Earlier this year, Reuters broke a stunning story. It disclosed that intelligence services from the United Arab Emirates had hired ex-U.S. operatives from the National Security Agency to hack into the iPhones of Emirati citizens in order to access their personal phone numbers, emails, passwords and even follow their location. The operation, code-named “Project Raven,” was supposed to track Islamic State cells. But Reuters uncovered a much more sinister pattern of surveillance. Under the guise of national security, Raven contractors broke into the personal communications of scores of human rights activists, civil society leaders and investigative journalists, both in the United Arab Emirates and in the United States, including American citizens.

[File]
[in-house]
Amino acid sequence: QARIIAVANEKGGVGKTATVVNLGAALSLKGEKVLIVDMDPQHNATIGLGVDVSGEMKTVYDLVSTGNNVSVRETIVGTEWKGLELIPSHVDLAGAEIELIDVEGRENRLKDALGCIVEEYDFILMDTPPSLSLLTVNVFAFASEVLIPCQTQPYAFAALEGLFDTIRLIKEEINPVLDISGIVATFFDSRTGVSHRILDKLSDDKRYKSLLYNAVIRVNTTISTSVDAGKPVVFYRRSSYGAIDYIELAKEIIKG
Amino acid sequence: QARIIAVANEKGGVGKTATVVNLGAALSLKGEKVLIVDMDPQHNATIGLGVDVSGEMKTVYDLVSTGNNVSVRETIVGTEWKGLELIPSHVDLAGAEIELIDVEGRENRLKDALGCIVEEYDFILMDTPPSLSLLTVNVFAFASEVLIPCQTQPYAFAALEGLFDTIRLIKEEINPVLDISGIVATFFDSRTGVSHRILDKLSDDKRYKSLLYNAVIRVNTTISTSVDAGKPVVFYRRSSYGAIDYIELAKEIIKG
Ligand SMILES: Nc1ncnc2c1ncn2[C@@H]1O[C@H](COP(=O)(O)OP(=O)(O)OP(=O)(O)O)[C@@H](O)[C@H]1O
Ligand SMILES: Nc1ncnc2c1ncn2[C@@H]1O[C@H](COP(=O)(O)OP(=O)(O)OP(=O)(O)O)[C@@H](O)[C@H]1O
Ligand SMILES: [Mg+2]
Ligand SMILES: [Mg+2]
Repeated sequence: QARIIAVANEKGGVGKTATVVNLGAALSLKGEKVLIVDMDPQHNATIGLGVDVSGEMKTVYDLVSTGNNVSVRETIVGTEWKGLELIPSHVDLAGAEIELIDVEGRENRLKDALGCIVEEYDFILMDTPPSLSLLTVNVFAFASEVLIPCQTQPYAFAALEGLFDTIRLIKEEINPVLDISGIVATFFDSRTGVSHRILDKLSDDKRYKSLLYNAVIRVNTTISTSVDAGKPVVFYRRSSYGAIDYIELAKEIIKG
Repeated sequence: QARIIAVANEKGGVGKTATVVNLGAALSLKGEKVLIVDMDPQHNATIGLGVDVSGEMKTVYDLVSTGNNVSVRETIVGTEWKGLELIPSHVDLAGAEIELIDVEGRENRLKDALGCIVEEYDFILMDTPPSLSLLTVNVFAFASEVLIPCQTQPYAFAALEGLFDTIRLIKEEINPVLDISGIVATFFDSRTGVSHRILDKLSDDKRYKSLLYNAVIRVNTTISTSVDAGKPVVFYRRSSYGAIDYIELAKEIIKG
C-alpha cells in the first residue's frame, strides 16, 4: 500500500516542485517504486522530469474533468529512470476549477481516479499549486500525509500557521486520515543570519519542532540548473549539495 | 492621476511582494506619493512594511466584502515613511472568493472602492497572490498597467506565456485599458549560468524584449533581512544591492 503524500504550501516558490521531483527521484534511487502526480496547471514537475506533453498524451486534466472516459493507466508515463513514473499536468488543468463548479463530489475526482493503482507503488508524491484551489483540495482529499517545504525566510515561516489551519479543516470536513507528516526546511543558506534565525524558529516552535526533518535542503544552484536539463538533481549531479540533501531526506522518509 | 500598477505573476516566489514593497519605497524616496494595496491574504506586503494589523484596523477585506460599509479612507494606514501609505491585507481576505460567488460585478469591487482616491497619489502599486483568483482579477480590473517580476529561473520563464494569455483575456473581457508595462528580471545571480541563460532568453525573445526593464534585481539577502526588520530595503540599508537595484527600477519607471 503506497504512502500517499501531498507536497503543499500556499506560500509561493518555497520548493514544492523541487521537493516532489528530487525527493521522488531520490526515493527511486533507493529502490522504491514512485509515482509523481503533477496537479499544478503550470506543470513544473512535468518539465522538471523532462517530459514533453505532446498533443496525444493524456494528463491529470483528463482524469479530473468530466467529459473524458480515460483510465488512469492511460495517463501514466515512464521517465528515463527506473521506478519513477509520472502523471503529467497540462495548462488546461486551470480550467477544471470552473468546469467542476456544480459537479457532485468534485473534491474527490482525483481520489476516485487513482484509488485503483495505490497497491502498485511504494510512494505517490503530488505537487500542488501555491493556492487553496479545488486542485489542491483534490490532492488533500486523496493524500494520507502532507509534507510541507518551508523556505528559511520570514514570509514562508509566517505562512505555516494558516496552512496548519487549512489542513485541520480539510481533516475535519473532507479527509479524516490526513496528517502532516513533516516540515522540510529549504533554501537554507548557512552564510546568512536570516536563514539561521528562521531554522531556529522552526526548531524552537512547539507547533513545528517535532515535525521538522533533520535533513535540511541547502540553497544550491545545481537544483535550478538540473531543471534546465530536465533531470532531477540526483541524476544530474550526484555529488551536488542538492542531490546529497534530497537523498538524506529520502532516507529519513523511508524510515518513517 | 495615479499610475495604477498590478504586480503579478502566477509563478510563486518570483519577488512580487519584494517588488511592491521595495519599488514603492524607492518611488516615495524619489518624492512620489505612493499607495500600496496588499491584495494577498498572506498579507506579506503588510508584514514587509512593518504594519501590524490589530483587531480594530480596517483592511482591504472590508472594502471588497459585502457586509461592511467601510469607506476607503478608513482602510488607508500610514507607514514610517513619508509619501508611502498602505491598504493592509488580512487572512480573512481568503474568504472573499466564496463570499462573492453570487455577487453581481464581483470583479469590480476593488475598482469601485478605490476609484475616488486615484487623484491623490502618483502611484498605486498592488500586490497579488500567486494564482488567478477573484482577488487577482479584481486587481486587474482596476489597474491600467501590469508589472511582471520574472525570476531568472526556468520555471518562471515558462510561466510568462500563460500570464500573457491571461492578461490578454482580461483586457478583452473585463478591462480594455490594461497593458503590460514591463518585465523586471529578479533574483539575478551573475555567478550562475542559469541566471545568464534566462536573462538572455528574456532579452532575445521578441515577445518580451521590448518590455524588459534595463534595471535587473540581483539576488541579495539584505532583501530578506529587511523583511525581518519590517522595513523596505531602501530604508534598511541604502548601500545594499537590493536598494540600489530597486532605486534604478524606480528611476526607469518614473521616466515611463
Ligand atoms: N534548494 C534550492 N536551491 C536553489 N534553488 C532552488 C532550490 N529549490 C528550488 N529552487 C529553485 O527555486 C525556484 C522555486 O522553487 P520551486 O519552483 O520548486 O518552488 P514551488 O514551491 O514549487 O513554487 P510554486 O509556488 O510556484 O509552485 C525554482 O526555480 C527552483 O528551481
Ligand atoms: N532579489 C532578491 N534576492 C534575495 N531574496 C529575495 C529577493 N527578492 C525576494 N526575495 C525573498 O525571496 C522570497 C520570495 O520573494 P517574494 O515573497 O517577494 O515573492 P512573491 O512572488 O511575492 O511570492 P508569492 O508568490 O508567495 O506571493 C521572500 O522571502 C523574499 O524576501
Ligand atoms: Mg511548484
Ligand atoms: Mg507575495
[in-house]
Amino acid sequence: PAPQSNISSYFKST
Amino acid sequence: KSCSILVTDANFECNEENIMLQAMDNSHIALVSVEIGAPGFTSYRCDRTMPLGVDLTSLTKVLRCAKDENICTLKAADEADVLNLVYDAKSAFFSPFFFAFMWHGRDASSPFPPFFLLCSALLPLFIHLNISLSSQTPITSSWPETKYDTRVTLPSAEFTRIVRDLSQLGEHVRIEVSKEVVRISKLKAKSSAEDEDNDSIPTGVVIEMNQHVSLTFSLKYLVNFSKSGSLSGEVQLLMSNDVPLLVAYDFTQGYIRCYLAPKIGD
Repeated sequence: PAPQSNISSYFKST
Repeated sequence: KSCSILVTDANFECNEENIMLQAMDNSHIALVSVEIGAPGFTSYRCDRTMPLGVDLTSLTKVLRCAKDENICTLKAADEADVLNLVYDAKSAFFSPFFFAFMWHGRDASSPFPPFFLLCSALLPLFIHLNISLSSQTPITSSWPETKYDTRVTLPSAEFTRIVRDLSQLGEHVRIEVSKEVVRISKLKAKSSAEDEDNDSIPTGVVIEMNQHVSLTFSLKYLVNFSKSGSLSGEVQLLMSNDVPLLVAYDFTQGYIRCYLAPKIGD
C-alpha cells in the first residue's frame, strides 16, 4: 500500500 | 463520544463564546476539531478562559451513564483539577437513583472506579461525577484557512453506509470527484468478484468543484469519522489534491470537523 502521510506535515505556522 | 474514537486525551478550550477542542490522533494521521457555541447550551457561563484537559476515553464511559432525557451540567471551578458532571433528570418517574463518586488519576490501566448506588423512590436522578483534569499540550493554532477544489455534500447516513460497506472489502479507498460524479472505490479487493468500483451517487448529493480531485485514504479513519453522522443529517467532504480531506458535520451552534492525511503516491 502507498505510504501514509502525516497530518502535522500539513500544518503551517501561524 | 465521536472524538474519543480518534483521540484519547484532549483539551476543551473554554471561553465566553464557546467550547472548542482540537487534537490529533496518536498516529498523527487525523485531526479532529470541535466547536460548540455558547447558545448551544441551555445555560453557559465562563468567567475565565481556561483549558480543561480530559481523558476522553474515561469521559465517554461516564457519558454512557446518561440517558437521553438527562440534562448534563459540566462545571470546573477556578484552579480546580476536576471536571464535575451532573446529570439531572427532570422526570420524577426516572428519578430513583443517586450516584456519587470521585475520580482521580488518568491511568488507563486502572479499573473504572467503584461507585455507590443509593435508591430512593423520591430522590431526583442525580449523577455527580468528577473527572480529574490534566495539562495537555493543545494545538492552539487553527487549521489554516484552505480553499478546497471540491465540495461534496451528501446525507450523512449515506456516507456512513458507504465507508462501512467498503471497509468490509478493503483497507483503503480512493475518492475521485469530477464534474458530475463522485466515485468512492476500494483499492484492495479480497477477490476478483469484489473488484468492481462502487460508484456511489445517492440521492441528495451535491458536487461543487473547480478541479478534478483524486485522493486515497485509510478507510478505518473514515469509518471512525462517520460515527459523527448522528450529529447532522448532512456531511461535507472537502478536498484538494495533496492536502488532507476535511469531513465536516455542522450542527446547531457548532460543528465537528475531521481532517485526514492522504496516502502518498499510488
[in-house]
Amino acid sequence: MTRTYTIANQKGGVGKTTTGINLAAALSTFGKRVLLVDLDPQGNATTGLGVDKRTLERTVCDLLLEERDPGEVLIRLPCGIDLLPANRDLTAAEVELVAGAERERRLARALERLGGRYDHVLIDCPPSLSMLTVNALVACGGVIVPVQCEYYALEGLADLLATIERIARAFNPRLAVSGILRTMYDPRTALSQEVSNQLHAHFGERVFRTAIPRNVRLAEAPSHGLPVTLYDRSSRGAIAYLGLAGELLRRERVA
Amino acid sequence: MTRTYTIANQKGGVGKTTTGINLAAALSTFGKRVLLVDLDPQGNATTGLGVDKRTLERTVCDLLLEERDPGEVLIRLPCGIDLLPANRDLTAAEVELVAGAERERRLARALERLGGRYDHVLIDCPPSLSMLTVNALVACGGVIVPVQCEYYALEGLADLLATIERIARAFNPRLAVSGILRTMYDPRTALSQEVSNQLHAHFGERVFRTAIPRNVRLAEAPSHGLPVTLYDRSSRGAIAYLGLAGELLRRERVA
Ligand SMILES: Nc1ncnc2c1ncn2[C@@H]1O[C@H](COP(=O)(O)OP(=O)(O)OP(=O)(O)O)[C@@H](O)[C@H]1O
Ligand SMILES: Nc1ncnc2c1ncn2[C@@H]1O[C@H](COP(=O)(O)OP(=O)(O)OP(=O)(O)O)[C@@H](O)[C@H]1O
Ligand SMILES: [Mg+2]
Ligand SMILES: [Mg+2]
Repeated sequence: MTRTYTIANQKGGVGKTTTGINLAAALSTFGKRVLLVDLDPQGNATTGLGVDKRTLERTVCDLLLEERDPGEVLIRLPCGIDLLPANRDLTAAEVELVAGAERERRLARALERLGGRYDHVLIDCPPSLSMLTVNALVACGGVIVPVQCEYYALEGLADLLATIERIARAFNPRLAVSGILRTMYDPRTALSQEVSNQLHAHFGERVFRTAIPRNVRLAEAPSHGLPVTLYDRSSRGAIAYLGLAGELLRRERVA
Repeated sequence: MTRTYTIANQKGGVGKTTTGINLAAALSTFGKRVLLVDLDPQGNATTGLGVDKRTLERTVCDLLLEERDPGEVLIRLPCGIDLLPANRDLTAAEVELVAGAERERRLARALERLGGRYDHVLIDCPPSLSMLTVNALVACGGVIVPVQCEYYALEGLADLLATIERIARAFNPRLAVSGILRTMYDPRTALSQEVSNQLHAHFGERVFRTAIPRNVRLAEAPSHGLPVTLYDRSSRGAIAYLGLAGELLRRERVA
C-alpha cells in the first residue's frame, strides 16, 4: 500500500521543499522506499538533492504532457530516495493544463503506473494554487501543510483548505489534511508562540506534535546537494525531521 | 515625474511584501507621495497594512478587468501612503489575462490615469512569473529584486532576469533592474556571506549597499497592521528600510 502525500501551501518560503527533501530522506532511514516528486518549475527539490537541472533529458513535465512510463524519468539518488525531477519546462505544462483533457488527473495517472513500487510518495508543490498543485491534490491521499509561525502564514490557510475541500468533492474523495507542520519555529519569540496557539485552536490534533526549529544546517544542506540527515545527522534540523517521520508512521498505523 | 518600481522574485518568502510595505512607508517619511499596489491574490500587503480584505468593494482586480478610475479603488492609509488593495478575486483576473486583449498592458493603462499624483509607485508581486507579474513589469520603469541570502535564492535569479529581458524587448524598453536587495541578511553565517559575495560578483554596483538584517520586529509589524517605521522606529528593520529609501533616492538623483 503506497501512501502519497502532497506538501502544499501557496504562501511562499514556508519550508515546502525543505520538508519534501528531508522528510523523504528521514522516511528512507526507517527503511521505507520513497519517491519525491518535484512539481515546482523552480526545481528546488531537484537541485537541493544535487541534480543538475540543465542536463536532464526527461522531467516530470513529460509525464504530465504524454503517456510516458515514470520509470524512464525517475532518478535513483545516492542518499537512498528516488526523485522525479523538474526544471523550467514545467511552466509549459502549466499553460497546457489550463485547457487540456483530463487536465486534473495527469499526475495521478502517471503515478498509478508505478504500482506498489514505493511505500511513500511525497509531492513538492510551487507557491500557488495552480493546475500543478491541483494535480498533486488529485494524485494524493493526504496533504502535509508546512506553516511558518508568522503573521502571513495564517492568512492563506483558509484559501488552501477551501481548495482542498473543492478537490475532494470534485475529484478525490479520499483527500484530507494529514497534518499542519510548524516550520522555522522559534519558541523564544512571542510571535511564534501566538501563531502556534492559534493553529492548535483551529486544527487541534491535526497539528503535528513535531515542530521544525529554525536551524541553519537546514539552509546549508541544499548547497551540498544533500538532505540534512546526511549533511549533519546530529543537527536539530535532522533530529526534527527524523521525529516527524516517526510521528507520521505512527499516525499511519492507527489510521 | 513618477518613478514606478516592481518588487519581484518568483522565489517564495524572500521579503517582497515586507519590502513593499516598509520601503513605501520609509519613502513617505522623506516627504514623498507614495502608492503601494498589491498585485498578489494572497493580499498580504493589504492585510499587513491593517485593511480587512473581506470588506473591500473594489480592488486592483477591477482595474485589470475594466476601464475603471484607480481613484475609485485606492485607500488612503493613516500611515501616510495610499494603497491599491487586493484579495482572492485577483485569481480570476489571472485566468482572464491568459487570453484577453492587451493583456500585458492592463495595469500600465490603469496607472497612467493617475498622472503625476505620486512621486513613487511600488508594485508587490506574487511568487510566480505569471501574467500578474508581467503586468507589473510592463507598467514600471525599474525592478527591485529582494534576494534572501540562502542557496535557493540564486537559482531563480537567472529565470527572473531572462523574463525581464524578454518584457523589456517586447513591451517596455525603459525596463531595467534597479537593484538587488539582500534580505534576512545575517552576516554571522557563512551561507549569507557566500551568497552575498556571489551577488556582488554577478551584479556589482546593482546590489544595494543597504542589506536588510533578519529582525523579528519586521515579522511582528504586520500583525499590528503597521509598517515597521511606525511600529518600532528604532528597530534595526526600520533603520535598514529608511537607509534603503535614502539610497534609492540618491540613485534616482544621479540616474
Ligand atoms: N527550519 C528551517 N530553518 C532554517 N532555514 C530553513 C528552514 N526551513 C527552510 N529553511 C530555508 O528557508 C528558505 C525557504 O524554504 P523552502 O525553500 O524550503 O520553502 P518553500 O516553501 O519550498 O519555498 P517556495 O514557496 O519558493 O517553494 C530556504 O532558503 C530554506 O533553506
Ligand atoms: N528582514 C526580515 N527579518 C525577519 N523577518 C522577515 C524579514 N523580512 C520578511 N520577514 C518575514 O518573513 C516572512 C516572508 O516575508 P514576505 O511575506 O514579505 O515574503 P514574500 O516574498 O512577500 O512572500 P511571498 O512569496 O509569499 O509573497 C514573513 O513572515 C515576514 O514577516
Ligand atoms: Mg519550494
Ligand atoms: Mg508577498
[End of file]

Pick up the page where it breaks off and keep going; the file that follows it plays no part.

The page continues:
One of the targets was Emirati activist Ahmed Mansoor, a public critic of the UAE’s human rights record; in 2015, he won the Martin Ennals Award for Human Rights Defenders, considered by some the Nobel Prize for human rights. Using an advanced surveillance tool named “Karma,” Raven operatives downloaded troves of material from Mansoor’s personal computer—email screenshots, private phone numbers, personal photos. The Emirati government then used this material to convict Mansoor in a secret 2017 trial, nominally for “damaging the country’s unity” after taking photos of a prisoner he visited in an Emirati jail, and sentenced him to 10 years in solitary confinement.
What makes Karma so insidious is that it does not require users to click on a link in order to activate malware that will compromise an individual’s computer or phone. Instead, Karma remotely provides access to iPhones “simply by uploading phone numbers or email accounts into an automated targeting system,” as Reuters reported. Where did Karma originate from? And how did former NSA operatives become involved in assisting Emirati subterfuge against legitimate government critics?